Beer-loving NASCAR fans are in for quite the surprise when they enter the Indianapolis Motor Speedway for the Brickyard 400 this weekend.
A pro-marijuana legalization ad — laced with anti-beer and alcohol messaging — will play 72 times over three days on a huge screen by the race’s entrance gates, which marks a first in sports history.
Although a recent study by The Partnership at Drugfree.org found that most Americans would accept the legalization of marijuana, 80% of 1,603 polled are anti-marijuana marketing. They don’t want to see ads for pot.
In March, the Amendment 64 Implementation Task Force suggested that the Colorado legislature “prohibit all mass-market campaigns that have a high likelihood of reaching minors (billboards, television, radio, direct mail, etc.)” but all for “advertising in adult-oriented newspapers and magazines.” Amendment 64 deals with the state’s cannabis policy.
But the Marijuana Policy Project, which made the ad, thinks that its messaging is necessary.
“We think it’s critical that the public recognize that marijuana is objectively less harmful than alcohol,” spokesperson Mason Tvert told USA Today.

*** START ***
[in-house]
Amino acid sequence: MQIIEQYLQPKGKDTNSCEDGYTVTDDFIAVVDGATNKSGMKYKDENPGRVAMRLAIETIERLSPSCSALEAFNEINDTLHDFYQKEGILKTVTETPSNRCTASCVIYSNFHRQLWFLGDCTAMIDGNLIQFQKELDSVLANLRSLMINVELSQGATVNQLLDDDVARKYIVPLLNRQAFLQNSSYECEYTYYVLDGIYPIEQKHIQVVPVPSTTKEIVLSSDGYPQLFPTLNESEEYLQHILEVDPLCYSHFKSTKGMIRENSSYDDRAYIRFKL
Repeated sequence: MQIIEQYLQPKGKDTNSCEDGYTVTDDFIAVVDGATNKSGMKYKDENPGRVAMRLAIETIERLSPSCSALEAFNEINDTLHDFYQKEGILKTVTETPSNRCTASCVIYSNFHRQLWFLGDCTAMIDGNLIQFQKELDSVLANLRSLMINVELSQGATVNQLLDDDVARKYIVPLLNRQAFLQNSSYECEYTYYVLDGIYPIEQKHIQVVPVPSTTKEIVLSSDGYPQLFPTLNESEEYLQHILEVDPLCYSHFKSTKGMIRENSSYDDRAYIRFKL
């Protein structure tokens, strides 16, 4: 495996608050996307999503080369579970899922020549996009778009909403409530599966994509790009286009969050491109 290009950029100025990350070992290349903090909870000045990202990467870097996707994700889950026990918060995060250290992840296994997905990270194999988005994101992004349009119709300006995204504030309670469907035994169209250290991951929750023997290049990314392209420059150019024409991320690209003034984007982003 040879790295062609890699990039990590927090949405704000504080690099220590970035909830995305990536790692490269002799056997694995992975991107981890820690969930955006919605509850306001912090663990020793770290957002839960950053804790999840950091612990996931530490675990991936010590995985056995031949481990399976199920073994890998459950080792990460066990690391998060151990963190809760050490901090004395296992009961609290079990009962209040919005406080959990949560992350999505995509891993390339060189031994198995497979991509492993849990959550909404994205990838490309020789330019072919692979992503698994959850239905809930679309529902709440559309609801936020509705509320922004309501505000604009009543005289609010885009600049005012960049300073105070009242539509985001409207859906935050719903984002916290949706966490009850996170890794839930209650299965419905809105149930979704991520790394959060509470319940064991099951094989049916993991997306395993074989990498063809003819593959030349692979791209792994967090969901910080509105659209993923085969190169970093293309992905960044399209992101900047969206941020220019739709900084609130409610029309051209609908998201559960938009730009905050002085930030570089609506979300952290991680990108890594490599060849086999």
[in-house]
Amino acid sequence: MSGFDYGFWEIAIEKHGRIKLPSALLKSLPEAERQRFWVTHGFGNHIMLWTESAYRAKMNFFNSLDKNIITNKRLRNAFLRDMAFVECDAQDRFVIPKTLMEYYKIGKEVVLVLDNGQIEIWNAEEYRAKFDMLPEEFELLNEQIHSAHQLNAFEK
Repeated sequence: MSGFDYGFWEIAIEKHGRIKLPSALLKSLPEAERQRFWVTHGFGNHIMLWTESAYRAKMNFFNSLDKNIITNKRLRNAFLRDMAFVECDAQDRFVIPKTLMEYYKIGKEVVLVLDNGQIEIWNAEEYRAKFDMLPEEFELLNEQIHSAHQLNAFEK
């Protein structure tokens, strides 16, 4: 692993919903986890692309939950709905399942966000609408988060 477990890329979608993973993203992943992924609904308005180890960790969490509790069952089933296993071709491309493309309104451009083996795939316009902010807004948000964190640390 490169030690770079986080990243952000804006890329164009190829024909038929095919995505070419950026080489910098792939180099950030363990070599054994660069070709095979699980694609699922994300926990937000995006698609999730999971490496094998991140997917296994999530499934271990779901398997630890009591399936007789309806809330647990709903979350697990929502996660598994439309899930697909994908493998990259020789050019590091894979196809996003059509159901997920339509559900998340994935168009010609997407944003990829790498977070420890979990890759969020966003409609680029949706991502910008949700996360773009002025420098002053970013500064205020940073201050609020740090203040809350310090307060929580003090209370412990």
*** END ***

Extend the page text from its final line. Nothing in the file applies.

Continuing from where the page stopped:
The ad notes that marijuana results in “no calories,” “no hangovers,” and “no violence” — showing a man and woman cuddling as they wash dishes together.
The spot cost $350 to make and $2,200 to post during the race. Grazie Media charged the Marijuana Policy Project the “non-profit” rate.
After the Drug Free America Foundation, Inc. found out about the ad, they complained to Grazie Media, the company that owns the large screen located at the entrance to the raceway, who announced on Friday that they were pulling the spot.